Protestant Theological Faculty of the Charles University invites you to the

Sociology and Social Work in Post–Secular Societies

7th International Conference on Sociology and Social Work

September 7–8, 2017

in Masarykova kolej Congress Centre, Thákurova 1, 160 00 Praha 6

Secularism was one of the main devices of modernity. Social work has historically been rooted in religious norms and values. In the recent years it has developed as a professional qualification committed to the respect for liberal civic rights. By the end of the last century social scientists had identified that the global world is far from being secular. Also in Western societies religions have persisted and form today a visible part of private and public lives even when in non–traditional and transformed patterns.

In today’s world — rich on collisions and unsolved social problems related also to liberal market economies, war conflicts, inequality and mass migration in global terms — the (sociological) question arises regarding the positive and negative implications of such developments for the place of social work in society, and whether churches and faiths can contribute to social problem solving, creating communities and broad social integration which form the main agenda of social work.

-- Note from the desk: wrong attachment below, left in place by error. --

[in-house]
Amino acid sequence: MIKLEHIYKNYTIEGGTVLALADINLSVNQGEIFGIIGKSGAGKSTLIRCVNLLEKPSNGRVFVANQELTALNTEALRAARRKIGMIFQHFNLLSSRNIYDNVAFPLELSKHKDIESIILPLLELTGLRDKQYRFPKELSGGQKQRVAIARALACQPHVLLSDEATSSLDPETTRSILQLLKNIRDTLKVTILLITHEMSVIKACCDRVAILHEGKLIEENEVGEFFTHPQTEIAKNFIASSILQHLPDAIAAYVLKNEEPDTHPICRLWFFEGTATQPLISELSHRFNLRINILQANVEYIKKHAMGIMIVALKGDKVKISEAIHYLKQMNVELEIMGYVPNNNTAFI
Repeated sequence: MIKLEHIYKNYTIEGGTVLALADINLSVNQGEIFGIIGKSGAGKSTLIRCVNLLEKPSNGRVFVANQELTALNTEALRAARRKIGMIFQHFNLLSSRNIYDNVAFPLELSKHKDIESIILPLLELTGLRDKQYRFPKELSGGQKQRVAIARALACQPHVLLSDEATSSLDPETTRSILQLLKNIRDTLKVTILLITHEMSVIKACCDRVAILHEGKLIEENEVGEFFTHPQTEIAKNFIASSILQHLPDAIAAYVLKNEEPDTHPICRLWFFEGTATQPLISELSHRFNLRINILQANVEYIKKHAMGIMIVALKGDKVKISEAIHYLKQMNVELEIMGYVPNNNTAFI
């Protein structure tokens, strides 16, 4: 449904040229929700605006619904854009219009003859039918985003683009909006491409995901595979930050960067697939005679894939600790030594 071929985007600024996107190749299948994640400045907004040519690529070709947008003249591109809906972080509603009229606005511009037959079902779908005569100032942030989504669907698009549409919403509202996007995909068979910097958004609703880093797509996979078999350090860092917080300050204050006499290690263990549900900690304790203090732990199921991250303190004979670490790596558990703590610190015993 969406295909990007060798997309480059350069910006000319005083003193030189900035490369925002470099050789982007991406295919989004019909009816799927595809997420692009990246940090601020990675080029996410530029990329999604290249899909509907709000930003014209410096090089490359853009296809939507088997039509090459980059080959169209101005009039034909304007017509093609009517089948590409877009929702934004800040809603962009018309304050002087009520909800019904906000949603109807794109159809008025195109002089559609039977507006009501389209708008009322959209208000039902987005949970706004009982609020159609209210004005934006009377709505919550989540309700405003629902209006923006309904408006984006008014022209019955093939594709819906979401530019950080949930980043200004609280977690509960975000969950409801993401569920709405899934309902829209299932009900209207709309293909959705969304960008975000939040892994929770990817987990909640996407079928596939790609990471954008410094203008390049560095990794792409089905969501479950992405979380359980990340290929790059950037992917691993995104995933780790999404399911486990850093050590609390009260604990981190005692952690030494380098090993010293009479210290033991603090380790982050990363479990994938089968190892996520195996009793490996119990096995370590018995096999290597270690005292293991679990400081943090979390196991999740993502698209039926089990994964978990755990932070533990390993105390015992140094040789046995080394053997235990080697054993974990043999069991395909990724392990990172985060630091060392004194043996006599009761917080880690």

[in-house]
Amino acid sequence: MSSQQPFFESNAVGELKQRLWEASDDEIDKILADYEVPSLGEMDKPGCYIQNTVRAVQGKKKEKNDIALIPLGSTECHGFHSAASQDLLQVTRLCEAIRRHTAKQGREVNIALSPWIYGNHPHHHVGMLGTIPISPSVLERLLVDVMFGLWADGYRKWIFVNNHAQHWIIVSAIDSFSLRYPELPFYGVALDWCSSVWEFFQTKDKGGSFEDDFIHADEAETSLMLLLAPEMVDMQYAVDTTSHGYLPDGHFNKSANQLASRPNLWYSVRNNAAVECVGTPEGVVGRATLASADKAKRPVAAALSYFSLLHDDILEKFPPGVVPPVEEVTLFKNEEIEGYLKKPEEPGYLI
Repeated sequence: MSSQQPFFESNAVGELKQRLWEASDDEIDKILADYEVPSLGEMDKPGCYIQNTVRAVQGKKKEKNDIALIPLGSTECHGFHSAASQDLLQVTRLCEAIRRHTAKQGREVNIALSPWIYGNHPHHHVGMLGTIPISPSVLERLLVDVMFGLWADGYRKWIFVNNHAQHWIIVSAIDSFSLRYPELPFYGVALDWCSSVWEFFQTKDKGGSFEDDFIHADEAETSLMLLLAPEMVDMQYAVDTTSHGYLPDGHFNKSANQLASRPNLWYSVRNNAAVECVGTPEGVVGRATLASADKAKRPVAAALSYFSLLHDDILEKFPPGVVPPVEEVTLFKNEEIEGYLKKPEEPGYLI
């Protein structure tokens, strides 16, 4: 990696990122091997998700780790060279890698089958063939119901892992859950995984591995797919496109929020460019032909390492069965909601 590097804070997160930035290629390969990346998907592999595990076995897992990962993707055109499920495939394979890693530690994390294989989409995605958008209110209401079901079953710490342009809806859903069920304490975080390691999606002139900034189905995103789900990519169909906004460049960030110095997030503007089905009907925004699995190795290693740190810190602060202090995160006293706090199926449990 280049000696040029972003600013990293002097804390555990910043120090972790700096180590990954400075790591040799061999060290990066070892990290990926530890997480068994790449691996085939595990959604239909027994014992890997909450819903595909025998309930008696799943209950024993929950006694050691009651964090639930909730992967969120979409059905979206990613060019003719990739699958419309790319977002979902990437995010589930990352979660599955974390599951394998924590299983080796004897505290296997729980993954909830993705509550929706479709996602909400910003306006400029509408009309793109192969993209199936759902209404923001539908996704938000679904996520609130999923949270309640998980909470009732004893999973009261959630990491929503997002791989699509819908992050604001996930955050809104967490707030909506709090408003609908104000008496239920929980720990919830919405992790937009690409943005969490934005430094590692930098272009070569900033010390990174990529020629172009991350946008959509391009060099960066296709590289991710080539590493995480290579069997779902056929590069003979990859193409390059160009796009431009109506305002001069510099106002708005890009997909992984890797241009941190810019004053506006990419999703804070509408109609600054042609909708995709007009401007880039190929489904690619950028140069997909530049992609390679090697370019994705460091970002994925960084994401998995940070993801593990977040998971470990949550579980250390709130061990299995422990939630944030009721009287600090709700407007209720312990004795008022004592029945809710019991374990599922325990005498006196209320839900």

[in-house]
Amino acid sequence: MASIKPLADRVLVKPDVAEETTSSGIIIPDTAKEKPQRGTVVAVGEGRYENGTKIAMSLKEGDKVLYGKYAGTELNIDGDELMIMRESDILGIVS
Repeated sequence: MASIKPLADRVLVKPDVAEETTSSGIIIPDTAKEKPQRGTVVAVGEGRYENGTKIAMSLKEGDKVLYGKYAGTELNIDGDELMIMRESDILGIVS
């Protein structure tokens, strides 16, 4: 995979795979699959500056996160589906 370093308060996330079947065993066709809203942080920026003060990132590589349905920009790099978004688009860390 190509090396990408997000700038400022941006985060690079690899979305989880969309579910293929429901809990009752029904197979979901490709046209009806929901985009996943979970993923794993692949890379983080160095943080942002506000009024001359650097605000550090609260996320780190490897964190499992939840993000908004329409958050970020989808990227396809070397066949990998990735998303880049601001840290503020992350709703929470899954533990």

While this will provide the connecting theme for the conference, the specific thematic sections will facilitate a diverse consideration of this and other streams of sociological and social work interest.


The program includes three keynote addresses by invited speakers focused on the theme — the role of sociology and social work in the post–secular world.

Professor Walter A. Lorenz, Free University of Bozen, Italy

Professor Grace Davie, professor emeritus, Sociology, University of Exeter, UK

Dr. André Mulder, Practical Theology, University of Applied Sciences Windesheim, The Netherlands


Conference sections:

  1. Integration and coexistence in diverse and fragmented societies.
  2. Tradition and Innovation in Social Work. Social work past and present as a sociologically “modern” enterprise.
  3. Secular and religious values in social work. Religious and non–religious spiritualities as resources of resilience?
  4. Creating sustainable communities — integrative and innovative approaches.
  5. Sociological futures for social work? The future of social work in sociological perspective.

If you consider taking part at the conference, please, check the Call for papers and the Registration form.